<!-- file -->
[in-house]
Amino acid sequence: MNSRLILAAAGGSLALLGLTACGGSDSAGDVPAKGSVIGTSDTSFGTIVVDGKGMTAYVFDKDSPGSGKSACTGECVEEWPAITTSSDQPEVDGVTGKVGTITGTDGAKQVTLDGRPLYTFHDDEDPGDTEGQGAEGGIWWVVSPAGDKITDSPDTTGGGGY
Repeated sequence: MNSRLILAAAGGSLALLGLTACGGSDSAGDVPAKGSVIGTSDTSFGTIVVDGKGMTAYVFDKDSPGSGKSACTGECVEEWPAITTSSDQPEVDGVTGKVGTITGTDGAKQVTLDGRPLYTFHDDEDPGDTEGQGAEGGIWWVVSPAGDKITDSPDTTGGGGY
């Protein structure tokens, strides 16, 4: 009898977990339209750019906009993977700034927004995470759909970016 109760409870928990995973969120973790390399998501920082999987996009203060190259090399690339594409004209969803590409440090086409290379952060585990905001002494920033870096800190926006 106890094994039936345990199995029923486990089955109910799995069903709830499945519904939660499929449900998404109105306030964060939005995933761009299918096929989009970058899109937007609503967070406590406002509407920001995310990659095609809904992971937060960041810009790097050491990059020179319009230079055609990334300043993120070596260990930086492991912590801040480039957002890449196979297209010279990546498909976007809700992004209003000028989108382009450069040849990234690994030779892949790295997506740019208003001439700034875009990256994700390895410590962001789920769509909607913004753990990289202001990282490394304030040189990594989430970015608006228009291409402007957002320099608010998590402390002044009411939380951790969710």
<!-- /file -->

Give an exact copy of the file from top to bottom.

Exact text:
[in-house]
Amino acid sequence: MNSRLILAAAGGSLALLGLTACGGSDSAGDVPAKGSVIGTSDTSFGTIVVDGKGMTAYVFDKDSPGSGKSACTGECVEEWPAITTSSDQPEVDGVTGKVGTITGTDGAKQVTLDGRPLYTFHDDEDPGDTEGQGAEGGIWWVVSPAGDKITDSPDTTGGGGY
Repeated sequence: MNSRLILAAAGGSLALLGLTACGGSDSAGDVPAKGSVIGTSDTSFGTIVVDGKGMTAYVFDKDSPGSGKSACTGECVEEWPAITTSSDQPEVDGVTGKVGTITGTDGAKQVTLDGRPLYTFHDDEDPGDTEGQGAEGGIWWVVSPAGDKITDSPDTTGGGGY
């Protein structure tokens, strides 16, 4: 009898977990339209750019906009993977700034927004995470759909970016 109760409870928990995973969120973790390399998501920082999987996009203060190259090399690339594409004209969803590409440090086409290379952060585990905001002494920033870096800190926006 106890094994039936345990199995029923486990089955109910799995069903709830499945519904939660499929449900998404109105306030964060939005995933761009299918096929989009970058899109937007609503967070406590406002509407920001995310990659095609809904992971937060960041810009790097050491990059020179319009230079055609990334300043993120070596260990930086492991912590801040480039957002890449196979297209010279990546498909976007809700992004209003000028989108382009450069040849990234690994030779892949790295997506740019208003001439700034875009990256994700390895410590962001789920769509909607913004753990990289202001990282490394304030040189990594989430970015608006228009291409402007957002320099608010998590402390002044009411939380951790969710």